While the plastering guy Paul was here, we had to work on other projects and stay out of his way. Then we had to wait three days for the plaster to cure and dry before we could prime it and paint it!
During those days, we worked on two projects, here is the first one:
Remember back when we first bought the house, Steve closed up the doorway to the laundry room from the dining room?
He created a new doorway leading from the kitchen into the laundry room. While he was doing that process, he had to remove a piece of kitchen cabinetry that was horizontally across that section of the wall. This was the original piece of horizontal cabinet that would have went over a stove.
Now that we had a couple days to twiddle our thumbs, I suggested it was time we try it out.
We took that piece of horizontal cabinetry, and actually turned it into a piece of vertical cabinetry!
Steve moved the center shelf over to the left about 8 in and secured it firmly back into place. I had some matching paint mixed up at the local hardware store after bringing in a little leftover piece of shelving to do a color match. So I am able to touch up any of the evidence of the shelf being moved over once it gets installed to the wall.
Why did we move the shelf over? Because I had this creative idea of making this portion of the cabinet into a tall wine rack!
I had originally owned three of these wrought iron wine racks. Since I had this idea in my mind, I have kept my eyes out for buying some more at various thrift shops or rummage sales. I know I could buy them brand new at Target for $24 a pair, but I would rather pick them up here and there for a buck or two. I am always The Bargain Hunter! Finally I had accumulated seven of them, which was just the right amount for what I planned to fill this whole space.
Now here's where the project was going to go.
On the opposite wall of our kitchen there was an awkward space on the wall where a refrigerator may have originally been. But we now have a large 2-door stainless steel refrigerator that's located in another spot of the kitchen on the other side of the island. So this awkward space needed something, anything, to not make it look so funny with the overhead cabinet and a blank wall underneath.
Lo and behold, this became the new location for the vertical piece of cabinetry. We mounted it tight to the wall after cutting away a little bit of the baseboard and trim.
It lined up just perfectly tight to the edge of the electrical outlet on the wall. We needed that outlet because the top surface of this wine rack is going to be our new coffee bar!
So either we leave it hanging over onto the sink, or instead we've been having to take out each day and set it out on the island to use it, and then stow away afterwards. Otherwise it's in the way of meal prep or while cooking on the stove.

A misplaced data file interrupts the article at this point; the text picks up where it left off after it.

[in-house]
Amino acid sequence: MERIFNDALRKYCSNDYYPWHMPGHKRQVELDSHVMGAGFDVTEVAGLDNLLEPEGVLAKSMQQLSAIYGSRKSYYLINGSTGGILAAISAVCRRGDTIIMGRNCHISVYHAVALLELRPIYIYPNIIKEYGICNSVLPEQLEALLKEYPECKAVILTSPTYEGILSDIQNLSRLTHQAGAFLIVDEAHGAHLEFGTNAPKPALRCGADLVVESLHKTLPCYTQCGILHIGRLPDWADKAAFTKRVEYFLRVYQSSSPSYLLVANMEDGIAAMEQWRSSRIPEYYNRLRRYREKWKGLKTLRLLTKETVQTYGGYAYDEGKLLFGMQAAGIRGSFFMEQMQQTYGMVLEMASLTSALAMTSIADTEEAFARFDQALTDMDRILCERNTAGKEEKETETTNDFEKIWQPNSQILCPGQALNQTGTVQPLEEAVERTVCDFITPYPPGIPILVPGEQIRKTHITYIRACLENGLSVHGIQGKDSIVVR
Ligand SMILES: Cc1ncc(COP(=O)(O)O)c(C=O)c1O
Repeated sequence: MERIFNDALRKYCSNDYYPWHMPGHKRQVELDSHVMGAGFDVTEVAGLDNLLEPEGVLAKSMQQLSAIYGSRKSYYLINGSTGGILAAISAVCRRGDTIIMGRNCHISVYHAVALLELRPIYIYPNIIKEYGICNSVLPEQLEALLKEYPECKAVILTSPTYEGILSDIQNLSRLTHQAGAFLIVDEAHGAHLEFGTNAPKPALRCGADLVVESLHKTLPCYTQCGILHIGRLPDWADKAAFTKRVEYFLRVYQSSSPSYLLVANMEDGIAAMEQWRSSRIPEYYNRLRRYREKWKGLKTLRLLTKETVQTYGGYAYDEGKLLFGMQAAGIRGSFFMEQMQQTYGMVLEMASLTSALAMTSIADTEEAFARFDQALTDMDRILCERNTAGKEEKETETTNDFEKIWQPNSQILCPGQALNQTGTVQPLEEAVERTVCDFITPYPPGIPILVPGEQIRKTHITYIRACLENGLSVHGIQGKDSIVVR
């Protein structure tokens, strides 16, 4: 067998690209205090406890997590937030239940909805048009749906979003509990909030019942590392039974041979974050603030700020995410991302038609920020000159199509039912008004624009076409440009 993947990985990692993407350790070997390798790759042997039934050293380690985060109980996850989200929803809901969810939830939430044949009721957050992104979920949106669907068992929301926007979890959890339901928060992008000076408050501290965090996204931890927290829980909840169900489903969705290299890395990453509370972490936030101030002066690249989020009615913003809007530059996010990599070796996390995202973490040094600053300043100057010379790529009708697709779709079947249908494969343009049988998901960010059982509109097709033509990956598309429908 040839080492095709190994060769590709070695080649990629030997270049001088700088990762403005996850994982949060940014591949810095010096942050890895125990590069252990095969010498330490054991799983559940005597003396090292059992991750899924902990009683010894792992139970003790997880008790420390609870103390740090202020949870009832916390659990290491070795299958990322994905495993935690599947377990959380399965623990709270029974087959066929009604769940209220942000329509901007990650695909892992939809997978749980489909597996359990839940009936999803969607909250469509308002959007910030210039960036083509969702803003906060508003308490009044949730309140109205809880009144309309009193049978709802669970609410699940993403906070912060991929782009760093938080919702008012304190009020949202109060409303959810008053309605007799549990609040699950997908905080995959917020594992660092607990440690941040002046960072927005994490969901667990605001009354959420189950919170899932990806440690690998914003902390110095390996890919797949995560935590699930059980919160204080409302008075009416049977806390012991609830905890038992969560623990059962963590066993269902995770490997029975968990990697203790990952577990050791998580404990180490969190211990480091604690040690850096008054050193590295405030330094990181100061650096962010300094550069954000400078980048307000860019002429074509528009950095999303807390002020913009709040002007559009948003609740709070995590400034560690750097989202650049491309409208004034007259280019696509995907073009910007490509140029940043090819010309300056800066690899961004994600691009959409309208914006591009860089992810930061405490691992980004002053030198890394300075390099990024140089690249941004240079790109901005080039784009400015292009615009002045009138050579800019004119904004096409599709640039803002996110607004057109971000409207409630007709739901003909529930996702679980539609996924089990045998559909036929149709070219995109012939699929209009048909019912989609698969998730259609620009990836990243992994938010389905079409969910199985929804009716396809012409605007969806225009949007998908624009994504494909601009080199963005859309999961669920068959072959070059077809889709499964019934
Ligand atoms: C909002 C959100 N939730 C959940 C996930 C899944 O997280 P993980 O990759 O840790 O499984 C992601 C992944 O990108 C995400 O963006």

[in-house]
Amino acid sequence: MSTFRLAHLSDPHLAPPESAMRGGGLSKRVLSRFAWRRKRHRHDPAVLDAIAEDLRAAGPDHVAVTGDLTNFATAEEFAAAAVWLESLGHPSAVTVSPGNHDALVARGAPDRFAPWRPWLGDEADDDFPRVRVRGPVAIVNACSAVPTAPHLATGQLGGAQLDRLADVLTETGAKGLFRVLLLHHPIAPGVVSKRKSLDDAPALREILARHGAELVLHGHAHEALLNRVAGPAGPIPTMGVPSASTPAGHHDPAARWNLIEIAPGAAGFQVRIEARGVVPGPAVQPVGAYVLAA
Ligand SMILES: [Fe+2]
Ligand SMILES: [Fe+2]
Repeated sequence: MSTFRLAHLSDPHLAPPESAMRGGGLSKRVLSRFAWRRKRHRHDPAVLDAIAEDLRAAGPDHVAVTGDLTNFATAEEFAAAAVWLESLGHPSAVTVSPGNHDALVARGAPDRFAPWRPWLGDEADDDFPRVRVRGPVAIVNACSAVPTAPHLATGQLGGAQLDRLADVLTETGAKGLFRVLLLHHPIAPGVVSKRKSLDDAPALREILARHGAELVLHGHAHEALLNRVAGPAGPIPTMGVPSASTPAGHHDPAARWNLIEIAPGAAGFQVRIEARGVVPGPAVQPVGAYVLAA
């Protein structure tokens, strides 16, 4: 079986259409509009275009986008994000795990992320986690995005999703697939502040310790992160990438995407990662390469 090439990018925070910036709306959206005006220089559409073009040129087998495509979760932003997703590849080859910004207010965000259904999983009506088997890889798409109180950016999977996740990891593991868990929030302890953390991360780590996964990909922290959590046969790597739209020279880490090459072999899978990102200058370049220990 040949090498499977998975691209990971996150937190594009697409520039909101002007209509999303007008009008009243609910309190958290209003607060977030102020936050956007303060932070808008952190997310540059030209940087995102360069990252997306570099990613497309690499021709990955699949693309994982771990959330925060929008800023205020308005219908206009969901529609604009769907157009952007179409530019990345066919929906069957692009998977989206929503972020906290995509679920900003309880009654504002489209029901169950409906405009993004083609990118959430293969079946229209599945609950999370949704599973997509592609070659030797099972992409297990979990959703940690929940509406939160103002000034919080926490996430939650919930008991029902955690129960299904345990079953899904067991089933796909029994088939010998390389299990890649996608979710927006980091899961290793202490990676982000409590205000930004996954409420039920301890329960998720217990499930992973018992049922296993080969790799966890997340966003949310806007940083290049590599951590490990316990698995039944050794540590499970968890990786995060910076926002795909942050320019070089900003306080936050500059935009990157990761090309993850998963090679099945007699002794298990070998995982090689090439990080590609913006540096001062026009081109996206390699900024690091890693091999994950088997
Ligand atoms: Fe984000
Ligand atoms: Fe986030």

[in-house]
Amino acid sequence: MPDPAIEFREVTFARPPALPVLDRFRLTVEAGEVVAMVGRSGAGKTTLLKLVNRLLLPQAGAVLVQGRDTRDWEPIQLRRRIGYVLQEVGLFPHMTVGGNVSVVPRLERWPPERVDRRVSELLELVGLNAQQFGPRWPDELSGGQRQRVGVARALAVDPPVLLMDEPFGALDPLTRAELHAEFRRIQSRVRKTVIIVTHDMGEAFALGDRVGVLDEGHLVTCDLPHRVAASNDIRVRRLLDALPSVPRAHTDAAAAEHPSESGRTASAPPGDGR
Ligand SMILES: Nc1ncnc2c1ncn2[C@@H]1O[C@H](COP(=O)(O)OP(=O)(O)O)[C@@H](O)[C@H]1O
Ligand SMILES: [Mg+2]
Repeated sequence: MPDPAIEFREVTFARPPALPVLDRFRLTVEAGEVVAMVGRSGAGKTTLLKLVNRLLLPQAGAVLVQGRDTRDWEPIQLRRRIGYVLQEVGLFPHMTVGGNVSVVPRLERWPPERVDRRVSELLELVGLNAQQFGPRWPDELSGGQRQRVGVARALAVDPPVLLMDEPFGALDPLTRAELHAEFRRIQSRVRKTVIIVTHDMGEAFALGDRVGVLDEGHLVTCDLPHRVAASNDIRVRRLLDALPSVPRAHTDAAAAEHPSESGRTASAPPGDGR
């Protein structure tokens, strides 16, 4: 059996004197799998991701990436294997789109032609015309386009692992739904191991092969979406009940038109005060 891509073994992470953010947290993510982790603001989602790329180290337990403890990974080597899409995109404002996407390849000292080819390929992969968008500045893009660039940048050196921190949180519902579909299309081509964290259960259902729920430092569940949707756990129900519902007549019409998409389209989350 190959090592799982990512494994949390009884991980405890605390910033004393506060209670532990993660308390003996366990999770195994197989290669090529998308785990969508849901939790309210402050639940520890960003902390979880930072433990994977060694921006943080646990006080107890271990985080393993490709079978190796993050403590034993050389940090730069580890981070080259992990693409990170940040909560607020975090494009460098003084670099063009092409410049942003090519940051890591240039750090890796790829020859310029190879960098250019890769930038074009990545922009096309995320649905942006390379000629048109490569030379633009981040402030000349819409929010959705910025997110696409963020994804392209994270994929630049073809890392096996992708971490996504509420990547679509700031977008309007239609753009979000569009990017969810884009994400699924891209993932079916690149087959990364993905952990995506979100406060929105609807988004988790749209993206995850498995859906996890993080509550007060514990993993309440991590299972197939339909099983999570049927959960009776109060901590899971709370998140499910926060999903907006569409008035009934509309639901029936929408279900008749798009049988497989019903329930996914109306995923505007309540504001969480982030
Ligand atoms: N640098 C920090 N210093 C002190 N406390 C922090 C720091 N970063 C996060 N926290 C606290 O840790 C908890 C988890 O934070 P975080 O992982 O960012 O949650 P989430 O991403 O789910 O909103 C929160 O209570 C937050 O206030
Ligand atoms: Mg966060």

Steve carefully sealed around the edges of the countertop with caulking and stood back to admire his work. He agreed, it turned out a lot better than he had originally thought.
(we donated the leftover countertop to the ReStore)
We added a little silver battery operated push light to the underside of the overhead cabinet. We can see down inside of the coffee maker when adding the water and beans in the early morning darkness.
Our silly daughter Erin and soninlaw Waylen were near Trader Joes in Milwaukee a few weeks ago. They stocked us up with a couple cases of Two Buck Chuck wine (Charles Shaw). We live 150 miles from the nearest Trader Joes so this is a real treat for us! Plus it filled the rack up. Also, the dog treat canister found a good spot on the coffee bar too.
One of the other projects I mentioned was something that Steve worked on outside of the she shed. While Paul was busy working inside doing the plastering, Steve was working on something else.
After working on the french windows in June, he had stacked the old sections of wall that we had removed to install the french windows. We knew he needed to save those sections for this upcoming project.
Steve was carefully removing pieces of the original cedar shake siding from these leftover sections. He was cutting each little piece down to exactly fill in any of the gaps of damaged cedar siding on the exterior of the she shed.
All of these little missing gaps
needed to filled back in
with pieces of siding.
The corners were especially hard and had the most damage. This home had multiple renters in and out over the years, with lots of children. The exterior had taken quite a beating.
He painstakingly was taking each little piece off without cracking it. He was busy marking, cutting, and then carefully sliding them into place and nailing them down. If you've ever done siding, you know it's hard to replace pieces when the entire wall is already complete. He was able to work in each little piece and make it appear as if there was never a repair made at all.
I went around with fresh paint
and touched them all up.
It doesn't even look like it have been damaged at all
when we were done with the project!
I am so glad that we kept things "original" rather than just ripping off the old cedar shakes. It lends to the cuteness of the little attached building. If this buys us a few more years of exterior protection before we can afford to reside the entire house (with lap board fibered cement siding) we can save on our meager budget and still make things look nice.
My next blog post is going to be about the painting once the plaster had dried.